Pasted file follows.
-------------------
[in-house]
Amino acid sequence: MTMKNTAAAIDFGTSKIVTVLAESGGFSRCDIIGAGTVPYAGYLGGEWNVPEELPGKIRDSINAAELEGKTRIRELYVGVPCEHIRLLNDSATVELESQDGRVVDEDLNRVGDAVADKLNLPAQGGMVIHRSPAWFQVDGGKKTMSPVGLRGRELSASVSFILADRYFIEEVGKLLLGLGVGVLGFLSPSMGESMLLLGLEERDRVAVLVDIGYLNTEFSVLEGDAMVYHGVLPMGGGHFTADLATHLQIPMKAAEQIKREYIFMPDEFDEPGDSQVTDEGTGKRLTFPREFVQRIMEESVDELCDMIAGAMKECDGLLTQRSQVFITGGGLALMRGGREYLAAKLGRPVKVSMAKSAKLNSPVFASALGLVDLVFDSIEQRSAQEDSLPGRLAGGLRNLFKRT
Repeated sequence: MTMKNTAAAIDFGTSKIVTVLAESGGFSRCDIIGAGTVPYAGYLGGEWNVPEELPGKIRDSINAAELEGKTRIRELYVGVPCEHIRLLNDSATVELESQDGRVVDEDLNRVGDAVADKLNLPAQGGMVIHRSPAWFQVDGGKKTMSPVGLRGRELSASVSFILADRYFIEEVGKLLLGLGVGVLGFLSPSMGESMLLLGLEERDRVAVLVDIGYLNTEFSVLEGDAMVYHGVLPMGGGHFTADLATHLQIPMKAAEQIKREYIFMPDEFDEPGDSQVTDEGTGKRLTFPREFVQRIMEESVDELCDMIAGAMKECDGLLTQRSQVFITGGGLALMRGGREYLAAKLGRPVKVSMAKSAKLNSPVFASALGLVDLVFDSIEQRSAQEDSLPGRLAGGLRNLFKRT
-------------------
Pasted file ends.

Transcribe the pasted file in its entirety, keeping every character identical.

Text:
[in-house]
Amino acid sequence: MTMKNTAAAIDFGTSKIVTVLAESGGFSRCDIIGAGTVPYAGYLGGEWNVPEELPGKIRDSINAAELEGKTRIRELYVGVPCEHIRLLNDSATVELESQDGRVVDEDLNRVGDAVADKLNLPAQGGMVIHRSPAWFQVDGGKKTMSPVGLRGRELSASVSFILADRYFIEEVGKLLLGLGVGVLGFLSPSMGESMLLLGLEERDRVAVLVDIGYLNTEFSVLEGDAMVYHGVLPMGGGHFTADLATHLQIPMKAAEQIKREYIFMPDEFDEPGDSQVTDEGTGKRLTFPREFVQRIMEESVDELCDMIAGAMKECDGLLTQRSQVFITGGGLALMRGGREYLAAKLGRPVKVSMAKSAKLNSPVFASALGLVDLVFDSIEQRSAQEDSLPGRLAGGLRNLFKRT
Repeated sequence: MTMKNTAAAIDFGTSKIVTVLAESGGFSRCDIIGAGTVPYAGYLGGEWNVPEELPGKIRDSINAAELEGKTRIRELYVGVPCEHIRLLNDSATVELESQDGRVVDEDLNRVGDAVADKLNLPAQGGMVIHRSPAWFQVDGGKKTMSPVGLRGRELSASVSFILADRYFIEEVGKLLLGLGVGVLGFLSPSMGESMLLLGLEERDRVAVLVDIGYLNTEFSVLEGDAMVYHGVLPMGGGHFTADLATHLQIPMKAAEQIKREYIFMPDEFDEPGDSQVTDEGTGKRLTFPREFVQRIMEESVDELCDMIAGAMKECDGLLTQRSQVFITGGGLALMRGGREYLAAKLGRPVKVSMAKSAKLNSPVFASALGLVDLVFDSIEQRSAQEDSLPGRLAGGLRNLFKRT